Once Loki made his way into the hall he transformed back into his own image again.

Loki sleuthed inside making sure he didn’t disturb Freyja’s daughters and servants while they slept.

He snuck into Freyja’s bedchamber to find the goddess fast asleep still wearing the necklace. the clasp of the necklace was behind her neck and he couldn’t reach it without disturbing the goddess of love.

Loki decided to shape change into a flea and enjoyed crawling around her breasts and neck. he crawled onto her cheek and gave her a ravenous bite!

Freyja tossed and turned but didn’t wake up. She turned onto her side and Loki spotted the clasp. He quickly jumped off her onto the floor Loki morphed back into his own image.

He unclasped the clasp and quietly and swiftly snuck out of the hall disappearing into the cold, dark night.

The next morning Freyja woke up after scratching the side bitten by (flea Loki) on her itchy cheek she reached for the necklace that once graced her neck last night.

Freyja instantly jumped out of bed searching for her necklace. She spotted the opened doors of Sessrumnir hall and she knew this was the handy work of crafty Loki. Freyja realized only Odin would have ordered this theft job.

Freyja hadn’t figured out the fact that Odin and Loki knew how she had attained the Brisings necklace.

Freyja now quite angry rushed to Valaskjalf and challenged Odin on the theft of her brilliant necklace.

‘Where is my necklace, Odin?’ cried Freyja.

‘You have reached pretty low if you ordered my necklace to be stolen,’ snapped Freyja.

Odin snarled, ‘Who are you to accuse me when you are the one who has lowered her standards.’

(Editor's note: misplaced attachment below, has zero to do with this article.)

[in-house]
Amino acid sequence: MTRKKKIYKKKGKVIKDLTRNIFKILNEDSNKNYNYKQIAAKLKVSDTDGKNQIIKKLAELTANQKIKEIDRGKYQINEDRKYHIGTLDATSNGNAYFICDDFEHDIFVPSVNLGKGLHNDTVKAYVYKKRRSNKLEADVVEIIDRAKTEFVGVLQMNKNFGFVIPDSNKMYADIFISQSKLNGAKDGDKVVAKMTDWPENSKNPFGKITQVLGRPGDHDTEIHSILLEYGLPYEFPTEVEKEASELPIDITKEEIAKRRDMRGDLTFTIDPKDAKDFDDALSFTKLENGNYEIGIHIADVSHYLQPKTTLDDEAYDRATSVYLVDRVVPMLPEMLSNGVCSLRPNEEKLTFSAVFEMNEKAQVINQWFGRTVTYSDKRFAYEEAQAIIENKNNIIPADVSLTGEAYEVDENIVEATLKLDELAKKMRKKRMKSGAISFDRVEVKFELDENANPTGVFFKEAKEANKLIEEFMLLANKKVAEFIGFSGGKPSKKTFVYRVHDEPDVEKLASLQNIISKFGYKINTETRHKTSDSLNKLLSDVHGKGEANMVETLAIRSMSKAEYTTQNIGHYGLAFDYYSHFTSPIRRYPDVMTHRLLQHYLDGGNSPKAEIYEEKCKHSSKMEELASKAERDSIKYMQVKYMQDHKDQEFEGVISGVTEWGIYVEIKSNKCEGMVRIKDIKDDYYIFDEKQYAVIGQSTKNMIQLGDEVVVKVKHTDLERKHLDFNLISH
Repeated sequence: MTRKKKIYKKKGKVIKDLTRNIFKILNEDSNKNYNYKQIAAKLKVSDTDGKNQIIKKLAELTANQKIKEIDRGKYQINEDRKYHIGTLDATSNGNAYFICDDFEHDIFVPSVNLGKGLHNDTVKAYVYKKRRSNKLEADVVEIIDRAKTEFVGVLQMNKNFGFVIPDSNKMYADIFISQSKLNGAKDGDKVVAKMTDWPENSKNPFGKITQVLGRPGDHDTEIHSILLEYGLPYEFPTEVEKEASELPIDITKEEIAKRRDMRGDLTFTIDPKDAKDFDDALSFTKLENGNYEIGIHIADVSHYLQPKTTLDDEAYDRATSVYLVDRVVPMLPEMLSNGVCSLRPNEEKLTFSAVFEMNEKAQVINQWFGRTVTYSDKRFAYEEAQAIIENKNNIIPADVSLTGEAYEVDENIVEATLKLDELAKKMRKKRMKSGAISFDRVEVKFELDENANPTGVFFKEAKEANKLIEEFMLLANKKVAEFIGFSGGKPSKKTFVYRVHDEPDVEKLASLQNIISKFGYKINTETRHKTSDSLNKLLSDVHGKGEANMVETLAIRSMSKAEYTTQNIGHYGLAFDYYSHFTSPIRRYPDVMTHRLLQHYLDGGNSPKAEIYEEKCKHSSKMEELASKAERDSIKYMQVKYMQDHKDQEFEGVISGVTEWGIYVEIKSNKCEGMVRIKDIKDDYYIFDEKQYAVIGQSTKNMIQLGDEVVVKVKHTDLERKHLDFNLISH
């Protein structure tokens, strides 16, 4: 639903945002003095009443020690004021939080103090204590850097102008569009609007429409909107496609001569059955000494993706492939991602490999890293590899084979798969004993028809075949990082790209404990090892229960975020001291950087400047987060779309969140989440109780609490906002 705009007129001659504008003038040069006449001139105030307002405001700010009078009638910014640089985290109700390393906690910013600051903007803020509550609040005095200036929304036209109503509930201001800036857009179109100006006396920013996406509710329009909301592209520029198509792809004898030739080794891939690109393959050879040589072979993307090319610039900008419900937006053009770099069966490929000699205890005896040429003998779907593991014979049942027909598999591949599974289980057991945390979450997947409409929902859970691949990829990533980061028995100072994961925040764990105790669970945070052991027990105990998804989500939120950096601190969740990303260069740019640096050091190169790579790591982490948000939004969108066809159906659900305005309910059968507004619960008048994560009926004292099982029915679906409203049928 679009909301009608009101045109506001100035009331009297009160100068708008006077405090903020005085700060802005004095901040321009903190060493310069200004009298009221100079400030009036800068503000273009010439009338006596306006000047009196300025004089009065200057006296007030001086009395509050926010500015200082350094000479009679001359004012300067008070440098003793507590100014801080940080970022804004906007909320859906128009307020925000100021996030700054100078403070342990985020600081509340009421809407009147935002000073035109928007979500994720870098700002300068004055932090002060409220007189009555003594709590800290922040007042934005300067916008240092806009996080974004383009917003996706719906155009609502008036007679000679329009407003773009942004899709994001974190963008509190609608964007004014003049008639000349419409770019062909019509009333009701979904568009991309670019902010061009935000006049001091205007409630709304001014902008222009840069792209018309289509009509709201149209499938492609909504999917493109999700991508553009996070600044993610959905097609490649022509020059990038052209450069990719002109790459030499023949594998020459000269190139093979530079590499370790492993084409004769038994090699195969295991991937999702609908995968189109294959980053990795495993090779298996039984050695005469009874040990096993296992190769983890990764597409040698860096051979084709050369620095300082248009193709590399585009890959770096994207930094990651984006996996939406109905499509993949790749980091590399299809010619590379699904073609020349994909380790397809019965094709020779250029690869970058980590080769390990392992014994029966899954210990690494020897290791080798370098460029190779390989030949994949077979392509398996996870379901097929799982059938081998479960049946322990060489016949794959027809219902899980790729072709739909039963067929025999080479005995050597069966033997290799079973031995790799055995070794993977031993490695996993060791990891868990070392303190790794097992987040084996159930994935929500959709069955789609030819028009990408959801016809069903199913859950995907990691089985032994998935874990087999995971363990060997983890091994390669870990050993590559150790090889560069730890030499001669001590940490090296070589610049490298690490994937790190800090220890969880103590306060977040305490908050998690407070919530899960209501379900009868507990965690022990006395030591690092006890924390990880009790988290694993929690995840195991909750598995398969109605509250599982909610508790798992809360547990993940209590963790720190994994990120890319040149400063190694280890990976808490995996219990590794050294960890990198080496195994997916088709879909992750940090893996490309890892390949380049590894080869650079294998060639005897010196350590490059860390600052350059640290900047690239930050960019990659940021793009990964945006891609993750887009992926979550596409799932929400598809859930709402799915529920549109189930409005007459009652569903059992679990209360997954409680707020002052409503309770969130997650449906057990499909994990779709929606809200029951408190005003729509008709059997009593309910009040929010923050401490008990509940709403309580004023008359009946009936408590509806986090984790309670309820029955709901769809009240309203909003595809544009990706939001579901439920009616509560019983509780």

‘Give me back my necklace Odin!’ cried Freyja streaming tears of gold.

‘You will never lay eyes upon it again, unless..’ Odin stated.

‘Unless what?’ mumbled, Freyja.

Odin said, ‘You must stir up dissent, stir up war.’

Your mission is to find two kings of Midgard (Midgard is the world of people) and pit them against each other to war. They must each have the support of twenty vassal kings.

Odin continued,” You must use your feminine wiles as to breathe new life into corpses.’ ‘They must do battle, shed blood, die and repeat this action every time.’

Freyja was perturbed with Odin that he would desire the world of folks that worship him would want to harm his own followers. However, Freyja’s desire for her necklace was much stronger than the welfare of the folk.

‘This is my terms,’ replied Odin.

Freyja had quite enough drama for one day and said, ‘ I Agree with your terms and will fulfill my side of the agreement.’
‘Now hand over my necklace!’

Source and References:

Bellows, Henry Adams (Trans.) The Poetic Edda, Princeton University Press, 1936.

This short story is also known as “The Saga of Högni and Hedinn”. English translation can be found at Northvegr: Three Northern Love Stories and Other Tales.

Beannaichte Hogmanay! Celtic Traditions to Welcome The New Year.

Beannaichte Hogmanay!

Happy Hogmanay!

Happy New Year!


The Scottish celebration of Hogmanay is close at hand. Hogmanay is the Gaelic word for the last day of the year, celebrated on New Year’s eve.

This is the time of year when Celtic folks in Scotland gather together to welcome in the New Year and say Farewell or in Scot’s Gaelic, Soraidh, to the old year.

Several sources cite that Gaelic origins grew from French or Norse language or an older version of gaelic. New year ceremonies and mid-winter observance were natural in both Gaelic and Norse traditions. Hogmanay is a larger celebration in Scotland and predates the Christian Christmas. According to Scotland’s own website  The Word Hogmany originated from the Norman French from hoguinan (a New Year’s gift). They  also mention it’s a modification of the Gaelic og maidne (new morning), the Flemish hoog min dag (day or love) or, an Anglo Saxon haleg monath (holy month). The largest Hogmany festival is held in Edinburgh.